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06 March 2013

Does my business need to worry about environmental law?

Many small and even medium-sized businesses think that environmental legislation doesn't apply to them – that's it's designed for large businesses handling hazardous chemicals and producing tonnes of waste.

However, the law on waste and pollution affects all kinds of businesses, from tiny start-ups to corporate multinationals. Depending on your sector, there might also be extra rules to follow. Penalties for non-compliance can be severe.

Alex Zachary, corporate partner at Thames Valley law firm B P Collins LLP, provides a basic overview of the rules that might affect you.

What are the rules on disposing of waste?

Business waste must be suitably contained, treated properly and stored safely.

You must ensure that whoever carries out your waste disposal is legally permitted to do so – and does the job properly. Makers, sellers and distributors of electrical and electronic equipment in the European Union have to recycle their consumers' waste electrical and electronic goods.

If your business produces hazardous waste, you will need to register with the Environment Agency (in England and Wales) and follow strict rules when transporting it, including keeping thorough records.

What about pollution and emissions?

You must not cause a nuisance through noise, smoke, fumes, gases, dust, smells, light pollution or accumulating rubbish that could harm someone's health or annoy people living or working near to your business.

Firms intending to discharge a large quantity of trade effluent must seek permission from their water company. Emissions into the air also need to be checked by the local authority and Environment Agency.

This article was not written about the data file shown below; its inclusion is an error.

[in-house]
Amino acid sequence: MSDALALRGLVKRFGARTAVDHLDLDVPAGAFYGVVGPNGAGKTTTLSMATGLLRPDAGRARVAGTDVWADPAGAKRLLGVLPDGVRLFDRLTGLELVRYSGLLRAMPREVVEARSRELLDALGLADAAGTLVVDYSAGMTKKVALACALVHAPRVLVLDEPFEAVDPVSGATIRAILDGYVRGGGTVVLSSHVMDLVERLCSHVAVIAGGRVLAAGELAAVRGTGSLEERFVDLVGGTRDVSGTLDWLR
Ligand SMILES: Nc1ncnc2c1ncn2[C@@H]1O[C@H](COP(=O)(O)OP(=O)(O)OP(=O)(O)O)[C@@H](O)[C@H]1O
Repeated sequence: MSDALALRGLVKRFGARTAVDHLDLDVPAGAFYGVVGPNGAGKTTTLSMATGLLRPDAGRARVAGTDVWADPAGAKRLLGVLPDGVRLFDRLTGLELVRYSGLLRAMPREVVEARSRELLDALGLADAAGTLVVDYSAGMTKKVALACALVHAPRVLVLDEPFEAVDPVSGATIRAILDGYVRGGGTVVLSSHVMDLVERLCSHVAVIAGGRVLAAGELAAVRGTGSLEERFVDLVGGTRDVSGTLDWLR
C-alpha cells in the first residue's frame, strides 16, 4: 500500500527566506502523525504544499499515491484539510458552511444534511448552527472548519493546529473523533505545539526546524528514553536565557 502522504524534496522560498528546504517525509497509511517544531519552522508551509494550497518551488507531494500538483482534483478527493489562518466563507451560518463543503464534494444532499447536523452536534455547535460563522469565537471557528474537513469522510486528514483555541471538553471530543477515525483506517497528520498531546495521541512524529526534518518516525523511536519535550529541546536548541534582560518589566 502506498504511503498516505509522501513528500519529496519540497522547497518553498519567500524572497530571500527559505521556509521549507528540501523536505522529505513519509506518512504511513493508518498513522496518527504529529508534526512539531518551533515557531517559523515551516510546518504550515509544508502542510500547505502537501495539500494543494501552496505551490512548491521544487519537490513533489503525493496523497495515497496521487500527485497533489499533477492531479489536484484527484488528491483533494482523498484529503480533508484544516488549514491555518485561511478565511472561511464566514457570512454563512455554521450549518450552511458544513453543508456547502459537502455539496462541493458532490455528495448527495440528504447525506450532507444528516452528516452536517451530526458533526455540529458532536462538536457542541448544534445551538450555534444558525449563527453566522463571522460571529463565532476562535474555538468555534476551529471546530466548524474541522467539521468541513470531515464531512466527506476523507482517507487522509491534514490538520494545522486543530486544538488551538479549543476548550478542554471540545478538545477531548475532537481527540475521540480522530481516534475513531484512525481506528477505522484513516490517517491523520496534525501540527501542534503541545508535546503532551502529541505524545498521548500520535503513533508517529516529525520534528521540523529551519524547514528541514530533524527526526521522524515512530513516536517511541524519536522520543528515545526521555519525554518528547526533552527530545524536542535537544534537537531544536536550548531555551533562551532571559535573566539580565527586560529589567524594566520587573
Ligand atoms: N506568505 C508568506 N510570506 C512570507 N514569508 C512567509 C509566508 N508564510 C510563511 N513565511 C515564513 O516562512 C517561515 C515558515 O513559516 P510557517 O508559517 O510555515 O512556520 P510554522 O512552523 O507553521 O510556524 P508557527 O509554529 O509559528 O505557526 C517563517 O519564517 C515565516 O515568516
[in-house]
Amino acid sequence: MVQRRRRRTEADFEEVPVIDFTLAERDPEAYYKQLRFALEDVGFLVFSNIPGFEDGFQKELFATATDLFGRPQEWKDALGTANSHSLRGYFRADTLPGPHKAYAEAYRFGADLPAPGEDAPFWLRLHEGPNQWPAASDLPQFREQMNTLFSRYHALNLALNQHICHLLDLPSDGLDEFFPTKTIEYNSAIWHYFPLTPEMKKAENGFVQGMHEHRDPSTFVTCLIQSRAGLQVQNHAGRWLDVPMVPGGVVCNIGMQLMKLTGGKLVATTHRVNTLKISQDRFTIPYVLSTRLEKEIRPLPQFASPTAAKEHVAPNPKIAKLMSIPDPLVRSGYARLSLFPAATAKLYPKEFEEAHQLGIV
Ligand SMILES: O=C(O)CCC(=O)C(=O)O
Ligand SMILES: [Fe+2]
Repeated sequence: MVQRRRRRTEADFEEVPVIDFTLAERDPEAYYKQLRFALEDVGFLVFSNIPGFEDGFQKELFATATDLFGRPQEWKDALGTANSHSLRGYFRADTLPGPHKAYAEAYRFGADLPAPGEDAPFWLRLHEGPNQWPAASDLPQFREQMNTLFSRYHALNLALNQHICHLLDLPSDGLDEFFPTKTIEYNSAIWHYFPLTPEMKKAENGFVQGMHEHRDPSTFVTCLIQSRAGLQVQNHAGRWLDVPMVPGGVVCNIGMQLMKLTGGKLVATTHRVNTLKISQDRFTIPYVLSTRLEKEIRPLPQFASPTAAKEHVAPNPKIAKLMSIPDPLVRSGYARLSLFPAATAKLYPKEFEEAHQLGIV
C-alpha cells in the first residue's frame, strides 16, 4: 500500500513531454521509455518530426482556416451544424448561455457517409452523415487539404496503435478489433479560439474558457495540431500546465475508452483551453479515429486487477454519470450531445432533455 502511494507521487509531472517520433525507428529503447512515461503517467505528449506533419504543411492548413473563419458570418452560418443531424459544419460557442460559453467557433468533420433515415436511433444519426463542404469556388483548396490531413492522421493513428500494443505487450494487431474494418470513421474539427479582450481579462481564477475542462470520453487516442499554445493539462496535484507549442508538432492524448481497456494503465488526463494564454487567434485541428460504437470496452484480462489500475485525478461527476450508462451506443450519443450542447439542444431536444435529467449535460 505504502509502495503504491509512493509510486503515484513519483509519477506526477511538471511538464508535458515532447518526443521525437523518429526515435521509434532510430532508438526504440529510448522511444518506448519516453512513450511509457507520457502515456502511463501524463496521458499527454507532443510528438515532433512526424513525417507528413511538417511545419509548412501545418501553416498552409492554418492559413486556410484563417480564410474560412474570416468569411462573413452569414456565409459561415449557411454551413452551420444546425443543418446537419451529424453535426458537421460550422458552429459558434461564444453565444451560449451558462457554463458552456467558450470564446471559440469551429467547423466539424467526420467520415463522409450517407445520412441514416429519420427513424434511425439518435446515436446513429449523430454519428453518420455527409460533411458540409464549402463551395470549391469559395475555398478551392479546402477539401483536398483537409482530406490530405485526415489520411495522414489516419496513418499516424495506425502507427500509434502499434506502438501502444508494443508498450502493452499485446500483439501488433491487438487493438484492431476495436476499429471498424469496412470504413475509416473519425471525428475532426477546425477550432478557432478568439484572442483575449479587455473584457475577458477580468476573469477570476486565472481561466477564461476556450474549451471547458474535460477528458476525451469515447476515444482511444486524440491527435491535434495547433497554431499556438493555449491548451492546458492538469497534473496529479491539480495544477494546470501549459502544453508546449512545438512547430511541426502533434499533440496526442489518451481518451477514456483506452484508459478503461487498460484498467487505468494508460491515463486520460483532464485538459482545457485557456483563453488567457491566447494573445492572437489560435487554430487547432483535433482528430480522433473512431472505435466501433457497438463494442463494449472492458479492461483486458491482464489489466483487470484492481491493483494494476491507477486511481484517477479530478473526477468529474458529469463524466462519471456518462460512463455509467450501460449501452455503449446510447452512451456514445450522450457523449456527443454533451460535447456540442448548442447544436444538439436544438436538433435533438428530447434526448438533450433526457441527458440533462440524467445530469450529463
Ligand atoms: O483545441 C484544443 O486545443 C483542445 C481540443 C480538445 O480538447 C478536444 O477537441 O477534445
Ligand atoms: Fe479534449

You may need to apply for an Environmental Permit, and comply with its terms.

Rules for specific industries

Sectors including hospitality, construction, agriculture and food and drink manufacturing may have extra environmental rules to follow.

For example, construction projects worth more than £300K need a site waste management plan to show how they plan to handle, store and dispose of their waste.

There are also rules for any business handling chemicals and radioactive materials, and those working in energy production and waste management.

Basic practical tips can be found on the Environment Agency website. You should also take specialist advice to make sure your business is staying within the law.

Why should I worry about environmental rules?

The major reason, of course, is that it's the law. Your business can be held responsible for any environmental damage it causes, and there are no ceilings on potential fines.

Aside from this, it's well worth looking at your business' environmental impacts, as eco-friendly practices are increasingly important to consumers and business partners – including your supply chain.

Following best practice and having a written environmental policy could help you do better business, and avoid a costly PR disaster. Be sure to communicate it clearly to your staff so that everyone's aware of their responsibilities.

Monitoring the waste you produce could also highlight ways in which your business is being inefficient and could make savings – for example, by reusing or recycling waste, or by switching to less wasteful business processes or materials.

Advice and best practice on waste efficiency is available on the WRAP website.

For legal advice concerning the environment sector, please email environment@bpcollins.co.uk or call 01753 279022.

Stay in touch

Phone: +44 (0) 1753 889995

Email: enquiries@bpcollins.co.uk

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